At 14:28 on May 12, 2008, a magnitude 8.0 earthquake destroyed a large area around Beichuan city, in China’s Sichuan province. Filmmaker Du Haibin arrived ten days later, and started to film this extraordinary documentary of the aftermath, recording how a totally devastated region can respond to a great natural disaster. Du returned 210 days after the earthquake, around the Spring Festival in 2009: material from those two periods makes up his powerful film.
This is not a polemical attack on government unpreparedness, nor a melodramatic tableau of suffering. Instead, Du makes extremely subtle use of the material he gathers, creating suggestive juxtapositions while presenting a broad range of material. This is independent documentary at its most sophisticated: the viewer is trusted to absorb and ponder the evidence, and come up with his or her own conclusions about the significance of what is onscreen.
There are, though, telling scenes: an unimaginably sad visit by a family to the school dormitory of their missing son. Panoramas of destruction, populated by crowds of survivors, scrounging, hustling to retrieve saleable metal scrap, look like visions of post-apocalyptic horror. Officials visit and grandstand while bystanders complain about government neglect or incompetence. The eerie figure of a haggard, mentally ill young man haunts the film, an image of an unstoppable will to continue amidst unimaginable loss and devastation. —Vancouver International Film Festival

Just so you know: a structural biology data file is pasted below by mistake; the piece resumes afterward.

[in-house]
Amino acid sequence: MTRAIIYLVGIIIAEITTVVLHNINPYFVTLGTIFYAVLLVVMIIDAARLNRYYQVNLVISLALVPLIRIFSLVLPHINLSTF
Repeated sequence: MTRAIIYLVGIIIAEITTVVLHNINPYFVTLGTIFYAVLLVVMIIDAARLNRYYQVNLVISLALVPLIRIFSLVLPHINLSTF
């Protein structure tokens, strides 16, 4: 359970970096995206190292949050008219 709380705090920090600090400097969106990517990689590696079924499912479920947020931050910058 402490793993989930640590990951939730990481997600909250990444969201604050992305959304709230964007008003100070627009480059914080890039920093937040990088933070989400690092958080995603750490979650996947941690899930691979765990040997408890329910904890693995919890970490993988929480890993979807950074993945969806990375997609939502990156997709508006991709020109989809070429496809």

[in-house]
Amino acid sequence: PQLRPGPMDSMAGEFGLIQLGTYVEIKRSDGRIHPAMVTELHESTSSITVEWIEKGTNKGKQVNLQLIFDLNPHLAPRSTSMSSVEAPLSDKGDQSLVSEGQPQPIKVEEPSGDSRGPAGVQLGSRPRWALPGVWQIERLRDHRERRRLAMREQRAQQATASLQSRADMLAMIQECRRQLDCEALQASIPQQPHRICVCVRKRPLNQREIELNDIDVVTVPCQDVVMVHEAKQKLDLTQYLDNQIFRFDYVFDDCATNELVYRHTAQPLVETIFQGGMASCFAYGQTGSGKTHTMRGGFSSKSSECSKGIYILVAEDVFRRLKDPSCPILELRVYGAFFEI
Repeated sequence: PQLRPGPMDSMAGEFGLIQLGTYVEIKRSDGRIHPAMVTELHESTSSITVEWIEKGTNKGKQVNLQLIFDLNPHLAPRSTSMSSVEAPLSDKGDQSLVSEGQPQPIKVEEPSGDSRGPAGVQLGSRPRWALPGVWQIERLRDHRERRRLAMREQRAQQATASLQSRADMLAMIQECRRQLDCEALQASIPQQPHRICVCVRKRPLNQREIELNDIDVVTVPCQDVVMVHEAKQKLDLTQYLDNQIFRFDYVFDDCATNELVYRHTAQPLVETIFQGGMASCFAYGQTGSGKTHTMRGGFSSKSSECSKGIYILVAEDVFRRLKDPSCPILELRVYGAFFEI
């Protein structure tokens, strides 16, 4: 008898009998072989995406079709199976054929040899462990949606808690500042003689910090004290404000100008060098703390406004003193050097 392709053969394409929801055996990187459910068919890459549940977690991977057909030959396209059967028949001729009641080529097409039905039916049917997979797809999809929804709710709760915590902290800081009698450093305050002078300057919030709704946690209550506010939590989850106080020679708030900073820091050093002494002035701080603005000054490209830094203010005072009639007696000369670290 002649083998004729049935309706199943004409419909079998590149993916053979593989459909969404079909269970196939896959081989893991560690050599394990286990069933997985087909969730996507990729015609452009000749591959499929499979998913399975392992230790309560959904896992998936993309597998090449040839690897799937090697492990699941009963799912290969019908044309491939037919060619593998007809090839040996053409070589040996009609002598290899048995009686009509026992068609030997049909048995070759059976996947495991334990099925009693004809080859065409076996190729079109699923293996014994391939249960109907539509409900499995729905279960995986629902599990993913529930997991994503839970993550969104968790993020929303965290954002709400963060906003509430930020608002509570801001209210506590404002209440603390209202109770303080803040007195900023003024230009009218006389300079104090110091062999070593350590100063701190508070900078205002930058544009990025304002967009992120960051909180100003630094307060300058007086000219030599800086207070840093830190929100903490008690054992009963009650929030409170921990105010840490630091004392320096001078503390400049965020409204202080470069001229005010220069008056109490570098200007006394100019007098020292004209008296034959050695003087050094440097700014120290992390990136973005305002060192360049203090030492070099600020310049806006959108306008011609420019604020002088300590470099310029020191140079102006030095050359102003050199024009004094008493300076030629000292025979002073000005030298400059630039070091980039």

Above: Tizza Covi and Rainer Frimmel's La pivellina. The recently wrapped Los Angeles Film Festival succeeded in reinventing itself